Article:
2021 Theses Doctoral
Labor, Race & Visuality in Argentina’s Sugar Industry 1868-1904
In Labor, Race & Visuality in Argentina’s Sugar Industry 1868-1904 I examine the relationship between racialization and mechanization in the growing sugar industry in Argentina’s northern province of Tucuman in the late nineteenth and early twentieth centuries. I argue that the sugar industrial project yielded an important visual record which foregrounded machine labor at a time when demands on human labor reached a fever pitch. This emphasis on machine labor obscured the existing labor conditions in these industrial landscapes, which involved race-based forms of exploitation. I focus on the particular strategies (posing, framing, lighting and emplacement) that photographers and engravers used to incorporate workers into images of railroad construction sites, factories and plantations—in booster books and state reports related to the sugar industry. Reformers and state officials used these photographs to illustrate arguments that advocated the primacy of one race of worker—creole or European—over the other, and picture ideal labor conditions that contradicted the observations of critics at the time.
Laborers in these photographs were often discussed in terms of their capacity for industrial labor and categorized by race. Given the interdependence between the state and private capital on this industrial project, the distinction between creole, indigenous and European workers was not only believed central to the growth of the sugar industry but also to the unity of the nation-state. The photographic and textual records, including political speeches, express the importance of race as an unstable proxy for the forms and conditions of labor. Labor, Race & Visuality in Argentina’s Sugar Industry 1868-1904 is divided into three parts, each addressing the different relationships between the state and industry. In my first chapter, “The Instruments of a New Argentina,” I focus on railway photography depicting the construction of a project intended to connect the plantations of the North to the expansive littoral market. Here I focus on how the figure of the capitalist was instrumentalized by statesmen to argue for increased immigration from Europe as a means of industrializing the nation. In the second chapter, “Beyond the Frame,” I explore the graphic documentation of the sugar industry in Tucumán to show how the representation of masses of workers heralded the mass migration of European workers to Tucumán was an ultimately failed project—creole workers predominated in the industry, and in the images the heralded masses built only to a small crowd. Finally, in “His continuous force makes him the machine,” I examine how the first state-commissioned report on the working class depicted relationships between factory workers and the new industrial machines, aestheticizing European workers through their physical proximity to machines and creole workers through their capacity for machine-like labor.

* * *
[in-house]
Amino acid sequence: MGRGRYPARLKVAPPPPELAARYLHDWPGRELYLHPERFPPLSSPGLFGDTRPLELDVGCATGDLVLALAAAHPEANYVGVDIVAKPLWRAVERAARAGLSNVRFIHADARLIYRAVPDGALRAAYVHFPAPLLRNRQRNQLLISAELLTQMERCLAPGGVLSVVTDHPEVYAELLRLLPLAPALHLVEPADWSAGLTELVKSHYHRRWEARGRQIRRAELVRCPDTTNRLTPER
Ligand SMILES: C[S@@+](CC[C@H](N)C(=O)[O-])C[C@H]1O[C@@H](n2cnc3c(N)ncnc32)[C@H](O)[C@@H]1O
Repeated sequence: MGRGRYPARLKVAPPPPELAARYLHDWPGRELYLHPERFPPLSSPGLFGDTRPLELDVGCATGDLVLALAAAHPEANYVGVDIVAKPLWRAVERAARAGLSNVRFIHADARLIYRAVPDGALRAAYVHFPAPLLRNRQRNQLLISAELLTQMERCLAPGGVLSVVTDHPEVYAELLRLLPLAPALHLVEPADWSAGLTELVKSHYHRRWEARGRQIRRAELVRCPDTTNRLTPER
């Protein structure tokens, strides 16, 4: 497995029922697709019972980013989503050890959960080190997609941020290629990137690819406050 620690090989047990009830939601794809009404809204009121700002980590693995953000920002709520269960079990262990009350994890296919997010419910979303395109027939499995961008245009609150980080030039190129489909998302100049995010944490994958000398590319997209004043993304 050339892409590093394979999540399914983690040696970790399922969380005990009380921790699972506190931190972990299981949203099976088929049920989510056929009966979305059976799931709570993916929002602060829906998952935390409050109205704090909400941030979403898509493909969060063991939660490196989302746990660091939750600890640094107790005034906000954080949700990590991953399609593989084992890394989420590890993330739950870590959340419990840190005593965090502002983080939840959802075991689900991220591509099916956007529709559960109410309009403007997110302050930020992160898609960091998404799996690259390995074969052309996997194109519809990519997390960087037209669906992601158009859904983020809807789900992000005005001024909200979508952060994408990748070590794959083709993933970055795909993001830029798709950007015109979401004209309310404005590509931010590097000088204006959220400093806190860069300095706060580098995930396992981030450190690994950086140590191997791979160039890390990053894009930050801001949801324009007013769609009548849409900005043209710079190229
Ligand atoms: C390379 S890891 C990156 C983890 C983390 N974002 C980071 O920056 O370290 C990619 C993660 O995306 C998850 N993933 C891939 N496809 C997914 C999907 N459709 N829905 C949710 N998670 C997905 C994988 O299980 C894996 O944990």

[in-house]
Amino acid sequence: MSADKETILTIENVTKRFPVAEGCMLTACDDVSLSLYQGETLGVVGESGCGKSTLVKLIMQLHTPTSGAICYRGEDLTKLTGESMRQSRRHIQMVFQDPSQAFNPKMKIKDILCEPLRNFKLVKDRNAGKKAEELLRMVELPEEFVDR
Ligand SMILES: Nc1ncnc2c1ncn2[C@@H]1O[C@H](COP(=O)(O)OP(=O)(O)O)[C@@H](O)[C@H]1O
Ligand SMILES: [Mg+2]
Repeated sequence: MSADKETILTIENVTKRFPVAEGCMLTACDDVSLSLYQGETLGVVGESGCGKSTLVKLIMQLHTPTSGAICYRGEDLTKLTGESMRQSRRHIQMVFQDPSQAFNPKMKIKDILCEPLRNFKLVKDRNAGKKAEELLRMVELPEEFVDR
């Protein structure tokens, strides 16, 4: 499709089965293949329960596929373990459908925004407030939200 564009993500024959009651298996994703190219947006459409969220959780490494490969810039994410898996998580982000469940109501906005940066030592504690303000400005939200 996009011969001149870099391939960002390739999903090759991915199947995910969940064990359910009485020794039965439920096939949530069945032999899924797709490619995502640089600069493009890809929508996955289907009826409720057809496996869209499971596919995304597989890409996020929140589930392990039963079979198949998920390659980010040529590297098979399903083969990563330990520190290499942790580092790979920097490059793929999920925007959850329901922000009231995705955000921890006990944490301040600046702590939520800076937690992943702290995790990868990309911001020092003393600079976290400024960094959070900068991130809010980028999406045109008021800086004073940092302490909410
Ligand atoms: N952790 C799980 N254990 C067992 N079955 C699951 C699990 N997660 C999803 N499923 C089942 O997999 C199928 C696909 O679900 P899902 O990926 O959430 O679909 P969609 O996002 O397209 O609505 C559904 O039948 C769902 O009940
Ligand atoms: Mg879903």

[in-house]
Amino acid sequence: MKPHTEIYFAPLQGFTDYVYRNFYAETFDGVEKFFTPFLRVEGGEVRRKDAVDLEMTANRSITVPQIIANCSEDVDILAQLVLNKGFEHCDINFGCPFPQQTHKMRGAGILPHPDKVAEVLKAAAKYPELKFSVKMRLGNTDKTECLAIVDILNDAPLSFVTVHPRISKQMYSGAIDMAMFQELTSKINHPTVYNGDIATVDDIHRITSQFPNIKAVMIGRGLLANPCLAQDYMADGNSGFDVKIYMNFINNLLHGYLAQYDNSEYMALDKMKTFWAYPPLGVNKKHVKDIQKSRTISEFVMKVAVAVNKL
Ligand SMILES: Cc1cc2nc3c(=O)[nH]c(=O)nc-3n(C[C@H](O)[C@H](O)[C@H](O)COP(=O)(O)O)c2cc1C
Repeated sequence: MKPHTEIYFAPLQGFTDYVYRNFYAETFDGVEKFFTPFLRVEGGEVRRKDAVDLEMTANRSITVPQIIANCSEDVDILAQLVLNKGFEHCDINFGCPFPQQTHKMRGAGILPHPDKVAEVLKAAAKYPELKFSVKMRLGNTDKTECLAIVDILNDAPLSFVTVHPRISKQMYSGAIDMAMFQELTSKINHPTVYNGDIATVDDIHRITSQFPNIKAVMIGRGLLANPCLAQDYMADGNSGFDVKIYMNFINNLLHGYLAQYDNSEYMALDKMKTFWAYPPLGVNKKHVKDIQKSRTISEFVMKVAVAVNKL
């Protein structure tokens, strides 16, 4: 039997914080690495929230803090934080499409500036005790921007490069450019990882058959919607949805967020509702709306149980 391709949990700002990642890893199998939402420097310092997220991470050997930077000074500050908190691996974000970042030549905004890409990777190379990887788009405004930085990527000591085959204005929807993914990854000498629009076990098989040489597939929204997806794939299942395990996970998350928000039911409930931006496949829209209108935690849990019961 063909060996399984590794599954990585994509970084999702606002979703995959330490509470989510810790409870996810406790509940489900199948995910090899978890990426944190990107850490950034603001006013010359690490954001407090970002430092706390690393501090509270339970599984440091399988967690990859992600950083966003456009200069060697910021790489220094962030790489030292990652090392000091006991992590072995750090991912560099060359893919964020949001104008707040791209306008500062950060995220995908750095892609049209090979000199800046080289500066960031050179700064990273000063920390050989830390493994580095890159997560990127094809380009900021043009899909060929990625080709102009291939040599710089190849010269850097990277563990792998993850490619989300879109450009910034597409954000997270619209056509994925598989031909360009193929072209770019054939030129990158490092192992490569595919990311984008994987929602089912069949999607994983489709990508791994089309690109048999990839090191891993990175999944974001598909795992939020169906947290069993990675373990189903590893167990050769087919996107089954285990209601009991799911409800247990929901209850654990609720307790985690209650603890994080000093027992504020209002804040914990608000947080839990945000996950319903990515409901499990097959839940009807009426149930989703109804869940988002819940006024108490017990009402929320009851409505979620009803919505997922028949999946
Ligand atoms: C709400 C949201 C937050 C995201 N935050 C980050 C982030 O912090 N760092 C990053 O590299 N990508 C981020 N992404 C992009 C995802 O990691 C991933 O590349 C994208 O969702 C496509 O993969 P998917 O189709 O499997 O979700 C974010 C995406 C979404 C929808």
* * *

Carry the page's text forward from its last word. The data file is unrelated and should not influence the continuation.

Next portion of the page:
Although many studies about labor and race in industrializing Argentina are historiographical and limited to particular regions, my approach is to mobilize the comparative history of visuality to situate imaginaries of capital within a national and hemispheric context. In addition, by setting my investigation in the context of the Caribbean and North America, my work compares the formation of capital across the Atlantic world and shows how these processes are key to the formation of the Argentine nation-state. By emphasizing the role of creole workers in industrial production, my dissertation challenges commonly-held focus on European immigration in narratives about industrialization and race in Argentina. My dissertation demonstrates that creole workers were in fact central to debates about industrialization and labor within the expanding Argentine nation-state, and that photography is a critical site for understanding how their role was minimized in state narratives.
- AllenMossman_columbia_0054D_16657.pdf application/pdf 3.88 MB Download File
More About This Work
- Academic Units
- Latin American and Iberian Cultures
- Thesis Advisors
- Montaldo, Graciela Raquel
- Ph.D., Columbia University
- Published Here
- July 15, 2021